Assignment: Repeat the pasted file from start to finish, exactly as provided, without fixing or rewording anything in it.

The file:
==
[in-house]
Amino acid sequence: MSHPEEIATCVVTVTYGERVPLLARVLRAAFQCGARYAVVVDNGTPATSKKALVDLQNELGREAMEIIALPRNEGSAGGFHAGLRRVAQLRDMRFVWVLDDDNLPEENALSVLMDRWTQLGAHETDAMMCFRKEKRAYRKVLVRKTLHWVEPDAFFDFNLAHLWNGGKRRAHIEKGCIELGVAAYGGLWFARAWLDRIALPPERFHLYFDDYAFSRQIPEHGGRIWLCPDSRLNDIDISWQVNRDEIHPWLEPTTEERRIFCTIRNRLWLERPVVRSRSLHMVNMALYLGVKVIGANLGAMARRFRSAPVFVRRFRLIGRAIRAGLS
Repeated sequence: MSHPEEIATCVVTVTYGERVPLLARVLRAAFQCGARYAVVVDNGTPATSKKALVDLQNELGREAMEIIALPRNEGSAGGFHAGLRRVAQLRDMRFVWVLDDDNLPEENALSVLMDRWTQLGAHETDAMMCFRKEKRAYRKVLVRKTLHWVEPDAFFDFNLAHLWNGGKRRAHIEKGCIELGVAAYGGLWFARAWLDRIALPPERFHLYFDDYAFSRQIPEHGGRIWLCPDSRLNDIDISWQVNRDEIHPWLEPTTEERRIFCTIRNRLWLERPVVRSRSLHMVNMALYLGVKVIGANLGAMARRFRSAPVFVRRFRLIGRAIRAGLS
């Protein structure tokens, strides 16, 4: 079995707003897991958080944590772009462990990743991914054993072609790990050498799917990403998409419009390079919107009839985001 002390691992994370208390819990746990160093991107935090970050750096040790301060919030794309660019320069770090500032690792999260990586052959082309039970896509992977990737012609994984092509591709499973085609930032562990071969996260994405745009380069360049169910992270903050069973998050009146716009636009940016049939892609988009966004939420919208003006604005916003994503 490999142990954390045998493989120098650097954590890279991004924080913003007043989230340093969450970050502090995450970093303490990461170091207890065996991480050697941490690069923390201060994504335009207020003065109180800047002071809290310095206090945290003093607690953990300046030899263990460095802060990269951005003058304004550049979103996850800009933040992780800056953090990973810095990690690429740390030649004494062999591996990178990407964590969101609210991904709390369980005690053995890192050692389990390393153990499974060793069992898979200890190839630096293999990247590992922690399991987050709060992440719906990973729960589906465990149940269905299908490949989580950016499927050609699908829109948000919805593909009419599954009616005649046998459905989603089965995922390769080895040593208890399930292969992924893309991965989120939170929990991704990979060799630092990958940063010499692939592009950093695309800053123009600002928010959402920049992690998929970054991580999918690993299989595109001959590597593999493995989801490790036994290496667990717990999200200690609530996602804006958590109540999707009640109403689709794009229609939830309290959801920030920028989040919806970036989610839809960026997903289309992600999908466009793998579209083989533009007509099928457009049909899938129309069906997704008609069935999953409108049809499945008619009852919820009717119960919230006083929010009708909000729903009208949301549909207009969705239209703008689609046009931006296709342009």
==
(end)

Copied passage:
[in-house]
Amino acid sequence: MSHPEEIATCVVTVTYGERVPLLARVLRAAFQCGARYAVVVDNGTPATSKKALVDLQNELGREAMEIIALPRNEGSAGGFHAGLRRVAQLRDMRFVWVLDDDNLPEENALSVLMDRWTQLGAHETDAMMCFRKEKRAYRKVLVRKTLHWVEPDAFFDFNLAHLWNGGKRRAHIEKGCIELGVAAYGGLWFARAWLDRIALPPERFHLYFDDYAFSRQIPEHGGRIWLCPDSRLNDIDISWQVNRDEIHPWLEPTTEERRIFCTIRNRLWLERPVVRSRSLHMVNMALYLGVKVIGANLGAMARRFRSAPVFVRRFRLIGRAIRAGLS
Repeated sequence: MSHPEEIATCVVTVTYGERVPLLARVLRAAFQCGARYAVVVDNGTPATSKKALVDLQNELGREAMEIIALPRNEGSAGGFHAGLRRVAQLRDMRFVWVLDDDNLPEENALSVLMDRWTQLGAHETDAMMCFRKEKRAYRKVLVRKTLHWVEPDAFFDFNLAHLWNGGKRRAHIEKGCIELGVAAYGGLWFARAWLDRIALPPERFHLYFDDYAFSRQIPEHGGRIWLCPDSRLNDIDISWQVNRDEIHPWLEPTTEERRIFCTIRNRLWLERPVVRSRSLHMVNMALYLGVKVIGANLGAMARRFRSAPVFVRRFRLIGRAIRAGLS
């Protein structure tokens, strides 16, 4: 079995707003897991958080944590772009462990990743991914054993072609790990050498799917990403998409419009390079919107009839985001 002390691992994370208390819990746990160093991107935090970050750096040790301060919030794309660019320069770090500032690792999260990586052959082309039970896509992977990737012609994984092509591709499973085609930032562990071969996260994405745009380069360049169910992270903050069973998050009146716009636009940016049939892609988009966004939420919208003006604005916003994503 490999142990954390045998493989120098650097954590890279991004924080913003007043989230340093969450970050502090995450970093303490990461170091207890065996991480050697941490690069923390201060994504335009207020003065109180800047002071809290310095206090945290003093607690953990300046030899263990460095802060990269951005003058304004550049979103996850800009933040992780800056953090990973810095990690690429740390030649004494062999591996990178990407964590969101609210991904709390369980005690053995890192050692389990390393153990499974060793069992898979200890190839630096293999990247590992922690399991987050709060992440719906990973729960589906465990149940269905299908490949989580950016499927050609699908829109948000919805593909009419599954009616005649046998459905989603089965995922390769080895040593208890399930292969992924893309991965989120939170929990991704990979060799630092990958940063010499692939592009950093695309800053123009600002928010959402920049992690998929970054991580999918690993299989595109001959590597593999493995989801490790036994290496667990717990999200200690609530996602804006958590109540999707009640109403689709794009229609939830309290959801920030920028989040919806970036989610839809960026997903289309992600999908466009793998579209083989533009007509099928457009049909899938129309069906997704008609069935999953409108049809499945008619009852919820009717119960919230006083929010009708909000729903009208949301549909207009969705239209703008689609046009931006296709342009």